At the age of only 16 in 1931, Mildred graduated from Miles Memorial Teachers College in Birmingham, Alabama. She became an English teacher. After marrying S. Edward Gilbert in 1936, she moved with him to Chicago and then Des Moines. There she attended Drake University in journalism.
The couple moved again, this time to Sioux City, Iowa, where Gilbert became the editor of the Silent Messenger. Mildred sold ads and wrote copy for news stories. This experience prepared them for creating their own newspaper, the Omaha Star.
By 1945, the Omaha Star was the only remaining African American newspaper in Omaha.
The Omaha Star brought "joy and happiness" with upbeat news about the black community. Positive role models were celebrated, families were honored, and individual accomplishments such as new jobs or graduation from high school or college were common features. The Omaha Star reported local as well as national news with black perspectives. The Omaha Star also encouraged its readers to become involved politically by voting.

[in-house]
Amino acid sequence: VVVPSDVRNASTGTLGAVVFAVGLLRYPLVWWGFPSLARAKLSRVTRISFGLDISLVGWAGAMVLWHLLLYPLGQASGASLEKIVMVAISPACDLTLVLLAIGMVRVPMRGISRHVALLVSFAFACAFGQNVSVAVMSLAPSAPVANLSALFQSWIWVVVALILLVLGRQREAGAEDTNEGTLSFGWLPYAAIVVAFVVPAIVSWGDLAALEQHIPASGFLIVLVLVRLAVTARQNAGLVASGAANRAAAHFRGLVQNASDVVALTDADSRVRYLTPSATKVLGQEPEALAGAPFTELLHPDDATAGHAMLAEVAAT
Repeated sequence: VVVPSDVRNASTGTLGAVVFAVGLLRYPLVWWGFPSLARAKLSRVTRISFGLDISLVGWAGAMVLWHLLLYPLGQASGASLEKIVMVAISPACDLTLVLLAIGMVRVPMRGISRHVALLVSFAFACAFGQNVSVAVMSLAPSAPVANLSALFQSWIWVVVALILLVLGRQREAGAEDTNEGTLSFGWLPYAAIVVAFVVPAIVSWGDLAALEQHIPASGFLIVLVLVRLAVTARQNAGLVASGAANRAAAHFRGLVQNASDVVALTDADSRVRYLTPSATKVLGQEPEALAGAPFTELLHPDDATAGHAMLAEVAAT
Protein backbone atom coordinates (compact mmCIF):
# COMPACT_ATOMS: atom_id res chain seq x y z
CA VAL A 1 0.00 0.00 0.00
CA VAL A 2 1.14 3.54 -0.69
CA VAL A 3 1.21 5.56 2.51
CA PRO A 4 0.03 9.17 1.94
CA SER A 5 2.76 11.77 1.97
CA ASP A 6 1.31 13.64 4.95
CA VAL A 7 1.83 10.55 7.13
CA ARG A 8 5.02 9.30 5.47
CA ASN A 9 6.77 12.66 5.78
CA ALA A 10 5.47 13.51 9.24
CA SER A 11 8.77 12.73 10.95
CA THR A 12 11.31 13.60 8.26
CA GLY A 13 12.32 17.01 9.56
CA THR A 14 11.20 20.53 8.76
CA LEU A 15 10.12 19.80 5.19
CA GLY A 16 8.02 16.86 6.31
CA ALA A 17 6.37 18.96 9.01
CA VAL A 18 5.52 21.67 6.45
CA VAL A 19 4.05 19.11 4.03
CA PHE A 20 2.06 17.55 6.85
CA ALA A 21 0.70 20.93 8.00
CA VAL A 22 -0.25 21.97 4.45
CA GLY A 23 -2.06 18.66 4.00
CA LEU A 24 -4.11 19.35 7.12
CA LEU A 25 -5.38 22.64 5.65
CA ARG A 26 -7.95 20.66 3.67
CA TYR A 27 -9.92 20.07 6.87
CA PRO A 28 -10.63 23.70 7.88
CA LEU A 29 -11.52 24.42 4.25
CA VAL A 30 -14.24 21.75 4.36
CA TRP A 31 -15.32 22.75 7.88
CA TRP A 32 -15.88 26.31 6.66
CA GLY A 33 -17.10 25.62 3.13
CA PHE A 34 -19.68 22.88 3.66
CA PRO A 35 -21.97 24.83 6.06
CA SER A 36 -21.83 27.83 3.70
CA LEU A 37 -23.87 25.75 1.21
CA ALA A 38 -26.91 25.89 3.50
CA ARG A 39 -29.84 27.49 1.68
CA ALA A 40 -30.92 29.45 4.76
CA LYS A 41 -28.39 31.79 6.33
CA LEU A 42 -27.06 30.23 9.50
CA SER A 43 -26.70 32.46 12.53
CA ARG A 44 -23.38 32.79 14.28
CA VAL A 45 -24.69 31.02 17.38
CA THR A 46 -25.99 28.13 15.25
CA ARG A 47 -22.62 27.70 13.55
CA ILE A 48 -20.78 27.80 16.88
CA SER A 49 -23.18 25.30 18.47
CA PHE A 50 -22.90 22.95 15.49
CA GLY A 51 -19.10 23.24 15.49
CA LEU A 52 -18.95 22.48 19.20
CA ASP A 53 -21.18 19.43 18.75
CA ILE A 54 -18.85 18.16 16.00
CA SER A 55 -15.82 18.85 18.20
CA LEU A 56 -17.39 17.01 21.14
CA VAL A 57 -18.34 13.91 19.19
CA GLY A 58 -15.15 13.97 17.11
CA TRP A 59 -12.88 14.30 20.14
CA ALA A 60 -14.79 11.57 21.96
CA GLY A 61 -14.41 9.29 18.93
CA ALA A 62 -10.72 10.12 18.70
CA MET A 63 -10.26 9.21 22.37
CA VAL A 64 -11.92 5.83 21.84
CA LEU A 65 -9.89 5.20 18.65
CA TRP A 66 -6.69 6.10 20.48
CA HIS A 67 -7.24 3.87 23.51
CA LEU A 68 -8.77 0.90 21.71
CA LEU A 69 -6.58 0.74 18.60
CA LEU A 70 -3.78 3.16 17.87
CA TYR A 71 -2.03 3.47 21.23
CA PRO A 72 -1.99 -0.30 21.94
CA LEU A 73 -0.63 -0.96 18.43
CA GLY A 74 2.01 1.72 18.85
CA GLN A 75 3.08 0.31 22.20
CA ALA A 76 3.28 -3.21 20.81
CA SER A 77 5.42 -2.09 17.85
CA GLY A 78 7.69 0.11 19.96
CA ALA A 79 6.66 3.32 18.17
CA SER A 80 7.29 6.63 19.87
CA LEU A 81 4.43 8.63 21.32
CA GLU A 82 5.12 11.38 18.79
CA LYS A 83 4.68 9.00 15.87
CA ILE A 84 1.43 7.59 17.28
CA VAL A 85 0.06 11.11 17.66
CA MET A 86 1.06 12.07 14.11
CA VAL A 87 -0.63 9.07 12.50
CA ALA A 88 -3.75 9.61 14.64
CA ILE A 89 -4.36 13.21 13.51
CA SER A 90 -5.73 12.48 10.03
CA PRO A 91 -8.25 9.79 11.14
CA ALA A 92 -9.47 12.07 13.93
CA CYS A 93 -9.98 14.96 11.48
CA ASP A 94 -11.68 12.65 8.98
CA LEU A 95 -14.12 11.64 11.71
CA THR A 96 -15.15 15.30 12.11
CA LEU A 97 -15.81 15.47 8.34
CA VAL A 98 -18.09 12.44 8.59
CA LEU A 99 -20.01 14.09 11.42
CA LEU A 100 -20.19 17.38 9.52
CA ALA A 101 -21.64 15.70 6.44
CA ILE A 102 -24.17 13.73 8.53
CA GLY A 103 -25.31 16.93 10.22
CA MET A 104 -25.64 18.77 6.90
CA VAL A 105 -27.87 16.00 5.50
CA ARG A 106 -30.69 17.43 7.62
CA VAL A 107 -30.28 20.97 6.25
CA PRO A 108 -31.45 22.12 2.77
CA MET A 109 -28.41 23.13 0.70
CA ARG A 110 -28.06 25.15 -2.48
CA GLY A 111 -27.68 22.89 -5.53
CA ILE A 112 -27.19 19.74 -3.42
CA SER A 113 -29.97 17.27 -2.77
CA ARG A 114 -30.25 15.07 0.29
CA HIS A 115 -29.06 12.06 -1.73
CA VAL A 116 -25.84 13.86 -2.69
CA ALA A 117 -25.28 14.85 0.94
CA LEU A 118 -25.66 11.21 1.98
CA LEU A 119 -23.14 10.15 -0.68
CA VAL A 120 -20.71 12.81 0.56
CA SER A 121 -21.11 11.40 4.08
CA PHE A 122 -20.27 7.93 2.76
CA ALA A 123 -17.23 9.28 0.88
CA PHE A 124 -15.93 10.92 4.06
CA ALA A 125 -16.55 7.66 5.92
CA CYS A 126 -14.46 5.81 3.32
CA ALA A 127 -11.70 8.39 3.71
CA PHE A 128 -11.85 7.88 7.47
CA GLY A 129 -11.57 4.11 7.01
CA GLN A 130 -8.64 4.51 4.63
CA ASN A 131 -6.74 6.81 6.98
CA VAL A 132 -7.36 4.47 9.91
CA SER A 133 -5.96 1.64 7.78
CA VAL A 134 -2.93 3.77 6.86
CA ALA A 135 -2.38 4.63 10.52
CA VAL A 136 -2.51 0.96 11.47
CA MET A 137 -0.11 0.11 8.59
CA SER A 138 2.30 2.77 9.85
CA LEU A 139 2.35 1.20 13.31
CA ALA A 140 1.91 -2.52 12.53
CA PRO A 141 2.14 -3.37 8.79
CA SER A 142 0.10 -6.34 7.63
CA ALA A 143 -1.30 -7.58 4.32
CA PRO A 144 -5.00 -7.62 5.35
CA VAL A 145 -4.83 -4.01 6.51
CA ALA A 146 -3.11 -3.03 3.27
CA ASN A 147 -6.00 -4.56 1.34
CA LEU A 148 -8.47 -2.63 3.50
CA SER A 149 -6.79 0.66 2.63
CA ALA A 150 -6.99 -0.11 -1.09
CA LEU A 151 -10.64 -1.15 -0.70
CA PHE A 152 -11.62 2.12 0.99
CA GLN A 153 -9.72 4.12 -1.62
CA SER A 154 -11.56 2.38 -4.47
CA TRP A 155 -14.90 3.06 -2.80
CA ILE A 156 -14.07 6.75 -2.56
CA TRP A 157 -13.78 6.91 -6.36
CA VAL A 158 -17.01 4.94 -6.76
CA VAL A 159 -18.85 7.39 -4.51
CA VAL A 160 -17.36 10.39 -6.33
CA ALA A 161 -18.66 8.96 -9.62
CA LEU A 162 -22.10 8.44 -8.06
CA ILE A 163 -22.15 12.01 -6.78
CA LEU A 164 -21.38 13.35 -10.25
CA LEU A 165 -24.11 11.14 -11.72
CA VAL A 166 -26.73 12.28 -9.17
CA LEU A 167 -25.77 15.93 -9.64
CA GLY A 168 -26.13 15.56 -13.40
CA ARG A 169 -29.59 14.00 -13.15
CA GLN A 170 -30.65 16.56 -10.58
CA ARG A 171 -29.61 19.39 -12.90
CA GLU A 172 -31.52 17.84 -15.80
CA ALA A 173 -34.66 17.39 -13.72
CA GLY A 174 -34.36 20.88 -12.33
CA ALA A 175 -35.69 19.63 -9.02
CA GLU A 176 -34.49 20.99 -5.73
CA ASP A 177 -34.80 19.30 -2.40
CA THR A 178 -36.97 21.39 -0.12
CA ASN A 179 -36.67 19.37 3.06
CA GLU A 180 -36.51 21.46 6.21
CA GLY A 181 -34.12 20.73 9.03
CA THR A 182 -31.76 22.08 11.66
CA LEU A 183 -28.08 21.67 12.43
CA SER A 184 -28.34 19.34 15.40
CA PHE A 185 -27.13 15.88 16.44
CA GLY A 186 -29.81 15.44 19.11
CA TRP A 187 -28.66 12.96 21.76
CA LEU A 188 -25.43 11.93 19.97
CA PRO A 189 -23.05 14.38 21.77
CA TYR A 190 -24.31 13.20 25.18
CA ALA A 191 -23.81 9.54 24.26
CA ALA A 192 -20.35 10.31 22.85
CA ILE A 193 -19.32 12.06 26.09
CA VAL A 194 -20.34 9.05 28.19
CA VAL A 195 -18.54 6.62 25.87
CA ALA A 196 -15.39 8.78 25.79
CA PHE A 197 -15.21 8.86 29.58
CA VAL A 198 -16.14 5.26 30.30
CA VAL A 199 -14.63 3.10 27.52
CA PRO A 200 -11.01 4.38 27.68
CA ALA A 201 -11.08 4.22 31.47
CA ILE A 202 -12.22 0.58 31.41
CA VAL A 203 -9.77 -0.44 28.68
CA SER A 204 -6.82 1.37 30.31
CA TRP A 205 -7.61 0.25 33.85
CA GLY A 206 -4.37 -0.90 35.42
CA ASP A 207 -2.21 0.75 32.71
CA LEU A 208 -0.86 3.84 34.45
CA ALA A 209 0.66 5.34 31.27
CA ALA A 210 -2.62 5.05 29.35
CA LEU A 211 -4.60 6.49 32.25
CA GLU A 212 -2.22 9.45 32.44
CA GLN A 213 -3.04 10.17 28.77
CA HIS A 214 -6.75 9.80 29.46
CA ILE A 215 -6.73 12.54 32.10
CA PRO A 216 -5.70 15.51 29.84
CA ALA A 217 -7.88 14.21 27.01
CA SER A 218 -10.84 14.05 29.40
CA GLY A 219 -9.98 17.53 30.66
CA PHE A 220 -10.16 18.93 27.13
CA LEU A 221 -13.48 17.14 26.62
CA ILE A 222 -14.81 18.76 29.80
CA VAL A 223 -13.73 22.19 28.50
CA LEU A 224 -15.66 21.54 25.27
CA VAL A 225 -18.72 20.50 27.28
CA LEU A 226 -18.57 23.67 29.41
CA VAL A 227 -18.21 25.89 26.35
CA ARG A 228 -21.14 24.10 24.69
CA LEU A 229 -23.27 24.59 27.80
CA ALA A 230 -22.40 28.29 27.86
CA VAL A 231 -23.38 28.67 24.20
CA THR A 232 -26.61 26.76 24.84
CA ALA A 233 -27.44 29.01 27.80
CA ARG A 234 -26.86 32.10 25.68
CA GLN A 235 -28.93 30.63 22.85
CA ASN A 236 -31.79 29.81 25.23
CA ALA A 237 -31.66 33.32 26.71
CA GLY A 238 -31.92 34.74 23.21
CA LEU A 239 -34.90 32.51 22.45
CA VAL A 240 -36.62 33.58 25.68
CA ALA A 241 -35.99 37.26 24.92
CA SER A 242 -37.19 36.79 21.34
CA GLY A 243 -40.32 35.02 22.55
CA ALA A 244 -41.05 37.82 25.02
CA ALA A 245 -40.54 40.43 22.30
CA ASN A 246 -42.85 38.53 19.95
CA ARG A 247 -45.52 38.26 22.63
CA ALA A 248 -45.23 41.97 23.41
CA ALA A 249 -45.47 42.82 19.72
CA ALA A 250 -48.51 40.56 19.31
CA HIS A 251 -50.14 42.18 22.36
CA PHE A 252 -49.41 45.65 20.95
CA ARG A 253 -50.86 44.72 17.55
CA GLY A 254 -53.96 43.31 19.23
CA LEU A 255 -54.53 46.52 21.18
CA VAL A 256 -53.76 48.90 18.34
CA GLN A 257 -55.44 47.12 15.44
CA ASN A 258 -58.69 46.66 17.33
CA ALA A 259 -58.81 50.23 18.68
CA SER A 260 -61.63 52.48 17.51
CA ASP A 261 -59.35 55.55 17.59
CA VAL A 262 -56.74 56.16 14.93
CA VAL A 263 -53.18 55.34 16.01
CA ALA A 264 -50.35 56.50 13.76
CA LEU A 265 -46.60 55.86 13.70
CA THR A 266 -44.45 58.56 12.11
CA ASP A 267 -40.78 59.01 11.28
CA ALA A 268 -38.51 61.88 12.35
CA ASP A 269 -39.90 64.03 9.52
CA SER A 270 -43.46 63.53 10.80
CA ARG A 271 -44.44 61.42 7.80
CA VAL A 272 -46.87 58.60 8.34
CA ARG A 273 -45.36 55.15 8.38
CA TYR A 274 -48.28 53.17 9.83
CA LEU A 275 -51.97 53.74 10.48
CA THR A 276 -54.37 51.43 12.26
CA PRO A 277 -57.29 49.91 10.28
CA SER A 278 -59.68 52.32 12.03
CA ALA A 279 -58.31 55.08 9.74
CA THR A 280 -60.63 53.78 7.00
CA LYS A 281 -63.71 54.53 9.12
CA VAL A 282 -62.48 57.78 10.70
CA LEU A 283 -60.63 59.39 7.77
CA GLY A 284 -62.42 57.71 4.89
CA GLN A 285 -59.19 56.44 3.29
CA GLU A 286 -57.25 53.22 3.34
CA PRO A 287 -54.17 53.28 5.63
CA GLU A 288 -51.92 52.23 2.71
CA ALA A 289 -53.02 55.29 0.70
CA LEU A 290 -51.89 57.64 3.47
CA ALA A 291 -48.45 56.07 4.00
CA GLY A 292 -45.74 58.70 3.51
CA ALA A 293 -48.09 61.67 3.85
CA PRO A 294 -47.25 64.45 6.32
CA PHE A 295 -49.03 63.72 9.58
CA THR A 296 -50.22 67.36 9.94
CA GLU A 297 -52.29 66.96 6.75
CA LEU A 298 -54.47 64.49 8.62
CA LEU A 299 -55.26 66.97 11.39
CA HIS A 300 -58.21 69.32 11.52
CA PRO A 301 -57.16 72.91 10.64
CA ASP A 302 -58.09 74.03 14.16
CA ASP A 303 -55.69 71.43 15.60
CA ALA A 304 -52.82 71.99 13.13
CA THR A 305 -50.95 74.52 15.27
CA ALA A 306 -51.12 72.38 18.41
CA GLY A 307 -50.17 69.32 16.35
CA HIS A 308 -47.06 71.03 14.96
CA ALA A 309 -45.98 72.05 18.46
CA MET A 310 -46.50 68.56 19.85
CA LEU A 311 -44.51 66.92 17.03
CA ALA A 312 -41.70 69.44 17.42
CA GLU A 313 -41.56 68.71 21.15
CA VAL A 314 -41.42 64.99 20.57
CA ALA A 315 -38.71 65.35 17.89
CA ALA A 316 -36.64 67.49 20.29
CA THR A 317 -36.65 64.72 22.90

"Dedicated to the service of the people that no good cause shall lack a champion and that evil shall not thrive unopposed."
"The store (Woolworth’s) did not discriminate in its hiring policy. It hired people in accordance with their ability to produce and that is the way to put democracy in action."
After World War II, Mildred Brown became involved with the DePorres Club, providing them guidance and moral support. The club was named for Saint Martin de Porres and led by Creighton University’s Rev. John Markoe. This group of African American high school students and mostly European-American Creighton students was dedicated to fighting discrimination and racism in Omaha.
When the club was asked to leave Creighton University (because they were too controversial and conducted "too much activism"), they continued to meet at the office of The Omaha Star, thanks to Mildred stepping in. The DePorres Club protested against segregation and helped African Americans in Omaha find jobs.
Mildred Brown died in 1989. The Omaha Star operated under the leadership of Mildred’s niece, Dr. Marguerita Washington, until her death in 2016. The Omaha Star is still being published.